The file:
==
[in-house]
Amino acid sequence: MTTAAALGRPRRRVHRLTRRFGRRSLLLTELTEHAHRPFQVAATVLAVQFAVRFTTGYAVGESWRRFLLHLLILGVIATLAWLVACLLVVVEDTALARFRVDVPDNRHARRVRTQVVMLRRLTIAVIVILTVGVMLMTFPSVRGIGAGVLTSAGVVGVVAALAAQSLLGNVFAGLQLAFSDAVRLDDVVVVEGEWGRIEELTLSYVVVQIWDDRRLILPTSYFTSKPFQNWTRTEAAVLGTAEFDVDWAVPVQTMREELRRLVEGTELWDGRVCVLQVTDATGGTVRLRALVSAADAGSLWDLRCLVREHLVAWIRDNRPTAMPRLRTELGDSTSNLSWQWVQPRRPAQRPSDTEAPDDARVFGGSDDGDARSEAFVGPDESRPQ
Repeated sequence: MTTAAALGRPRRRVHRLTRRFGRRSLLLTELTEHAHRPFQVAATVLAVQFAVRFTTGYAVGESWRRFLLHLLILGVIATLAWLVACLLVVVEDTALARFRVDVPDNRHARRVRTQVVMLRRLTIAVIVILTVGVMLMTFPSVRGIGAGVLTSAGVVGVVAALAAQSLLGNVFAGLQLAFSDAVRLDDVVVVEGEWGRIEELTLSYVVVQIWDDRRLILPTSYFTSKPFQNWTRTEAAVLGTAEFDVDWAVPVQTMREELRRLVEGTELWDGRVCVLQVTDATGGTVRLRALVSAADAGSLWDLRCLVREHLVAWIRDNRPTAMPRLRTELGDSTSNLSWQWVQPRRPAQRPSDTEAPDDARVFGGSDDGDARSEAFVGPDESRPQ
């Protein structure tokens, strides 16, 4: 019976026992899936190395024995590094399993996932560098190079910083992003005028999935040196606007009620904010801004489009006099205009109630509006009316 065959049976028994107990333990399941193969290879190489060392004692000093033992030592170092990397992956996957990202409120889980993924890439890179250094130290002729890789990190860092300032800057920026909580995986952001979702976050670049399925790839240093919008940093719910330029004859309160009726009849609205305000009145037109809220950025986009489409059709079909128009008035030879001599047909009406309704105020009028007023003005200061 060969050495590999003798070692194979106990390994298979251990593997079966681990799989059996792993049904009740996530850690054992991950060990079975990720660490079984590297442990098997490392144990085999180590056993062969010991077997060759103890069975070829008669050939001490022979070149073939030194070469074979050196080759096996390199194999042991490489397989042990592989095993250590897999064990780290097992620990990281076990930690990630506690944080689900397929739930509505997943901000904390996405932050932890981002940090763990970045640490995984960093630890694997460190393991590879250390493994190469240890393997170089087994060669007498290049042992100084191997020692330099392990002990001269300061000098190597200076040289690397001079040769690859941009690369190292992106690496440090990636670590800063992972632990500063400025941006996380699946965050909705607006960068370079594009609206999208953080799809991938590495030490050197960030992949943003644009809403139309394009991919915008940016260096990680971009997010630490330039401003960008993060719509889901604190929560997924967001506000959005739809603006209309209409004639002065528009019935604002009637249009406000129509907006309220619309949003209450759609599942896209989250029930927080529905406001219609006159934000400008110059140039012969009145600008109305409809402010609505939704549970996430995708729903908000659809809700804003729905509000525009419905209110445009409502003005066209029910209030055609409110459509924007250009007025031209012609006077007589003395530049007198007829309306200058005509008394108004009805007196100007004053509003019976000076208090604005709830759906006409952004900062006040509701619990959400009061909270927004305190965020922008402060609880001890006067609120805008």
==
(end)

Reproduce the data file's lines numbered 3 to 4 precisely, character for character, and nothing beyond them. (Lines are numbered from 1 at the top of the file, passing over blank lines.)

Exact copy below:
Repeated sequence: MTTAAALGRPRRRVHRLTRRFGRRSLLLTELTEHAHRPFQVAATVLAVQFAVRFTTGYAVGESWRRFLLHLLILGVIATLAWLVACLLVVVEDTALARFRVDVPDNRHARRVRTQVVMLRRLTIAVIVILTVGVMLMTFPSVRGIGAGVLTSAGVVGVVAALAAQSLLGNVFAGLQLAFSDAVRLDDVVVVEGEWGRIEELTLSYVVVQIWDDRRLILPTSYFTSKPFQNWTRTEAAVLGTAEFDVDWAVPVQTMREELRRLVEGTELWDGRVCVLQVTDATGGTVRLRALVSAADAGSLWDLRCLVREHLVAWIRDNRPTAMPRLRTELGDSTSNLSWQWVQPRRPAQRPSDTEAPDDARVFGGSDDGDARSEAFVGPDESRPQ
């Protein structure tokens, strides 16, 4: 019976026992899936190395024995590094399993996932560098190079910083992003005028999935040196606007009620904010801004489009006099205009109630509006009316 065959049976028994107990333990399941193969290879190489060392004692000093033992030592170092990397992956996957990202409120889980993924890439890179250094130290002729890789990190860092300032800057920026909580995986952001979702976050670049399925790839240093919008940093719910330029004859309160009726009849609205305000009145037109809220950025986009489409059709079909128009008035030879001599047909009406309704105020009028007023003005200061 060969050495590999003798070692194979106990390994298979251990593997079966681990799989059996792993049904009740996530850690054992991950060990079975990720660490079984590297442990098997490392144990085999180590056993062969010991077997060759103890069975070829008669050939001490022979070149073939030194070469074979050196080759096996390199194999042991490489397989042990592989095993250590897999064990780290097992620990990281076990930690990630506690944080689900397929739930509505997943901000904390996405932050932890981002940090763990970045640490995984960093630890694997460190393991590879250390493994190469240890393997170089087994060669007498290049042992100084191997020692330099392990002990001269300061000098190597200076040289690397001079040769690859941009690369190292992106690496440090990636670590800063992972632990500063400025941006996380699946965050909705607006960068370079594009609206999208953080799809991938590495030490050197960030992949943003644009809403139309394009991919915008940016260096990680971009997010630490330039401003960008993060719509889901604190929560997924967001506000959005739809603006209309209409004639002065528009019935604002009637249009406000129509907006309220619309949003209450759609599942896209989250029930927080529905406001219609006159934000400008110059140039012969009145600008109305409809402010609505939704549970996430995708729903908000659809809700804003729905509000525009419905209110445009409502003005066209029910209030055609409110459509924007250009007025031209012609006077007589003395530049007198007829309306200058005509008394108004009805007196100007004053509003019976000076208090604005709830759906006409952004900062006040509701619990959400009061909270927004305190965020922008402060609880001890006067609120805008």